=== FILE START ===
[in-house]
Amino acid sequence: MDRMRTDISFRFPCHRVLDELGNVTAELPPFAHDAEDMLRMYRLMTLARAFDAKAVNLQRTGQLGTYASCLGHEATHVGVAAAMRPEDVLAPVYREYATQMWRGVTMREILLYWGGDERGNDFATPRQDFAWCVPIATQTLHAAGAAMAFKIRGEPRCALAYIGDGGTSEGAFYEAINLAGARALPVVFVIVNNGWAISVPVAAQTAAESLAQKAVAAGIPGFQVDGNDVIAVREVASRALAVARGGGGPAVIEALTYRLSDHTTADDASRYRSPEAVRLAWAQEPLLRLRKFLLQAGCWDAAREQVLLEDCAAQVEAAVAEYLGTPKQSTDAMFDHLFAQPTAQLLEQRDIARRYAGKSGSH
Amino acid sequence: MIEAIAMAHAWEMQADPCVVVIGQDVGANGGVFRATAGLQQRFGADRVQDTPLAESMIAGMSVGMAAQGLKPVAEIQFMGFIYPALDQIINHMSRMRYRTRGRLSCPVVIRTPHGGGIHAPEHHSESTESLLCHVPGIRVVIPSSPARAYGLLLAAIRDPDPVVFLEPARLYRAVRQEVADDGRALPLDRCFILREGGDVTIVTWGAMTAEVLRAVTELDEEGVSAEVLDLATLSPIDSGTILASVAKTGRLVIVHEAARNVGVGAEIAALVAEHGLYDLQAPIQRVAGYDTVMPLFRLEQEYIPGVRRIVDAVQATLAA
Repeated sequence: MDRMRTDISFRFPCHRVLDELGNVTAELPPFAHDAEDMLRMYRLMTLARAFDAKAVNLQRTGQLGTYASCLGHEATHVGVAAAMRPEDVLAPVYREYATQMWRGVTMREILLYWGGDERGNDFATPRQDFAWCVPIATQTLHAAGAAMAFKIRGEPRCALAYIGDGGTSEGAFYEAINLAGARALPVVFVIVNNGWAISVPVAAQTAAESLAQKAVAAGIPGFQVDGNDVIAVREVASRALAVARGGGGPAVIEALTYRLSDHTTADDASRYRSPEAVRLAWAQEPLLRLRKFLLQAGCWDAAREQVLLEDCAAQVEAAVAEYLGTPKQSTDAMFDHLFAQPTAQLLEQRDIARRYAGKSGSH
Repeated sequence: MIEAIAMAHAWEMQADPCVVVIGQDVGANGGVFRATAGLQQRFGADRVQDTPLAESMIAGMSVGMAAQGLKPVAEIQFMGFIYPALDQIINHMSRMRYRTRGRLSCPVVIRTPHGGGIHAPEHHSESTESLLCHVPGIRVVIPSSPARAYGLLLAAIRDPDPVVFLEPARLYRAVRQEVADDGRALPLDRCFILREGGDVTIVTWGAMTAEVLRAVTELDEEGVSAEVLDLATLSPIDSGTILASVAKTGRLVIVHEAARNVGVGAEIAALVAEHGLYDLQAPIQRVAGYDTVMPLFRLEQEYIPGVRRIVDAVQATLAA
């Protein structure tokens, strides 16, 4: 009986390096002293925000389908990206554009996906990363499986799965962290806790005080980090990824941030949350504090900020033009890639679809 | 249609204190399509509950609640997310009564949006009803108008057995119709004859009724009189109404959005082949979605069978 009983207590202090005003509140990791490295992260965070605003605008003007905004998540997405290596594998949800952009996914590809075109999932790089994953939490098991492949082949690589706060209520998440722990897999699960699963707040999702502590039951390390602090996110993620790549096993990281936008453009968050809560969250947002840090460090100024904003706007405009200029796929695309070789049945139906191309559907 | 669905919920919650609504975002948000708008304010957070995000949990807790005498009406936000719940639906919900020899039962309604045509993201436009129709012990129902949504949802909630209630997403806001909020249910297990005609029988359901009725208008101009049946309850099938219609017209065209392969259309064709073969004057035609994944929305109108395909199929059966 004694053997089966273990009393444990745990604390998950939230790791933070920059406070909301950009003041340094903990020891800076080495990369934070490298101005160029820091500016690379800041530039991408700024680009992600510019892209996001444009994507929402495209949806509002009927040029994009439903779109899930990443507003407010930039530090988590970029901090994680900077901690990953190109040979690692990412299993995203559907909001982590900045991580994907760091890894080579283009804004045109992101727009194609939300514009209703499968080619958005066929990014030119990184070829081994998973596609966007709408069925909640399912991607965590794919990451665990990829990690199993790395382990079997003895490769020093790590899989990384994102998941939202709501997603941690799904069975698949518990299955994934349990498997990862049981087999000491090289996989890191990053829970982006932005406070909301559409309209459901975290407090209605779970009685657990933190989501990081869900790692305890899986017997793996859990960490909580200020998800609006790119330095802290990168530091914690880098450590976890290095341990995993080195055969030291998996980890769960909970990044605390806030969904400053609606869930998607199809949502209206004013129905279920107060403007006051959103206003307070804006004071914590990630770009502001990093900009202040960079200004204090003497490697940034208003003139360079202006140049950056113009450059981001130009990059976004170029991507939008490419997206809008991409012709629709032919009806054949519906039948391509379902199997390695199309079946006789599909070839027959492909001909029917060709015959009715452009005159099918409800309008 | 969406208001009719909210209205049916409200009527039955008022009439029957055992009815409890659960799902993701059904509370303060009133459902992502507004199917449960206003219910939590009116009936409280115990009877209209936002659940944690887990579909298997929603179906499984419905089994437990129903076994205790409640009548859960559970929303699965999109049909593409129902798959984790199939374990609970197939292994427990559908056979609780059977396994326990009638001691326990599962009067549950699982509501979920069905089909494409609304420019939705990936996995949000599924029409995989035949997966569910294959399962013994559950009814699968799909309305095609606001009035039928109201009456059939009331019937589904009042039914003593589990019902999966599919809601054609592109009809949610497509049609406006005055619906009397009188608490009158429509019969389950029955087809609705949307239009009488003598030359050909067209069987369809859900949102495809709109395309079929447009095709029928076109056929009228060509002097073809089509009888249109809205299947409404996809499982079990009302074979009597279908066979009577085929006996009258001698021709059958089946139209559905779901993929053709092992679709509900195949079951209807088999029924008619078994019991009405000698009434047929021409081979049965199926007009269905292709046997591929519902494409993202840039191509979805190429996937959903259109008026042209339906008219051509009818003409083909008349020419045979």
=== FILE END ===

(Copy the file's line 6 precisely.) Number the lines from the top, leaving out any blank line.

């Protein structure tokens, strides 16, 4: 009986390096002293925000389908990206554009996906990363499986799965962290806790005080980090990824941030949350504090900020033009890639679809 | 249609204190399509509950609640997310009564949006009803108008057995119709004859009724009189109404959005082949979605069978 009983207590202090005003509140990791490295992260965070605003605008003007905004998540997405290596594998949800952009996914590809075109999932790089994953939490098991492949082949690589706060209520998440722990897999699960699963707040999702502590039951390390602090996110993620790549096993990281936008453009968050809560969250947002840090460090100024904003706007405009200029796929695309070789049945139906191309559907 | 669905919920919650609504975002948000708008304010957070995000949990807790005498009406936000719940639906919900020899039962309604045509993201436009129709012990129902949504949802909630209630997403806001909020249910297990005609029988359901009725208008101009049946309850099938219609017209065209392969259309064709073969004057035609994944929305109108395909199929059966 004694053997089966273990009393444990745990604390998950939230790791933070920059406070909301950009003041340094903990020891800076080495990369934070490298101005160029820091500016690379800041530039991408700024680009992600510019892209996001444009994507929402495209949806509002009927040029994009439903779109899930990443507003407010930039530090988590970029901090994680900077901690990953190109040979690692990412299993995203559907909001982590900045991580994907760091890894080579283009804004045109992101727009194609939300514009209703499968080619958005066929990014030119990184070829081994998973596609966007709408069925909640399912991607965590794919990451665990990829990690199993790395382990079997003895490769020093790590899989990384994102998941939202709501997603941690799904069975698949518990299955994934349990498997990862049981087999000491090289996989890191990053829970982006932005406070909301559409309209459901975290407090209605779970009685657990933190989501990081869900790692305890899986017997793996859990960490909580200020998800609006790119330095802290990168530091914690880098450590976890290095341990995993080195055969030291998996980890769960909970990044605390806030969904400053609606869930998607199809949502209206004013129905279920107060403007006051959103206003307070804006004071914590990630770009502001990093900009202040960079200004204090003497490697940034208003003139360079202006140049950056113009450059981001130009990059976004170029991507939008490419997206809008991409012709629709032919009806054949519906039948391509379902199997390695199309079946006789599909070839027959492909001909029917060709015959009715452009005159099918409800309008 | 969406208001009719909210209205049916409200009527039955008022009439029957055992009815409890659960799902993701059904509370303060009133459902992502507004199917449960206003219910939590009116009936409280115990009877209209936002659940944690887990579909298997929603179906499984419905089994437990129903076994205790409640009548859960559970929303699965999109049909593409129902798959984790199939374990609970197939292994427990559908056979609780059977396994326990009638001691326990599962009067549950699982509501979920069905089909494409609304420019939705990936996995949000599924029409995989035949997966569910294959399962013994559950009814699968799909309305095609606001009035039928109201009456059939009331019937589904009042039914003593589990019902999966599919809601054609592109009809949610497509049609406006005055619906009397009188608490009158429509019969389950029955087809609705949307239009009488003598030359050909067209069987369809859900949102495809709109395309079929447009095709029928076109056929009228060509002097073809089509009888249109809205299947409404996809499982079990009302074979009597279908066979009577085929006996009258001698021709059958089946139209559905779901993929053709092992679709509900195949079951209807088999029924008619078994019991009405000698009434047929021409081979049965199926007009269905292709046997591929519902494409993202840039191509979805190429996937959903259109008026042209339906008219051509009818003409083909008349020419045979």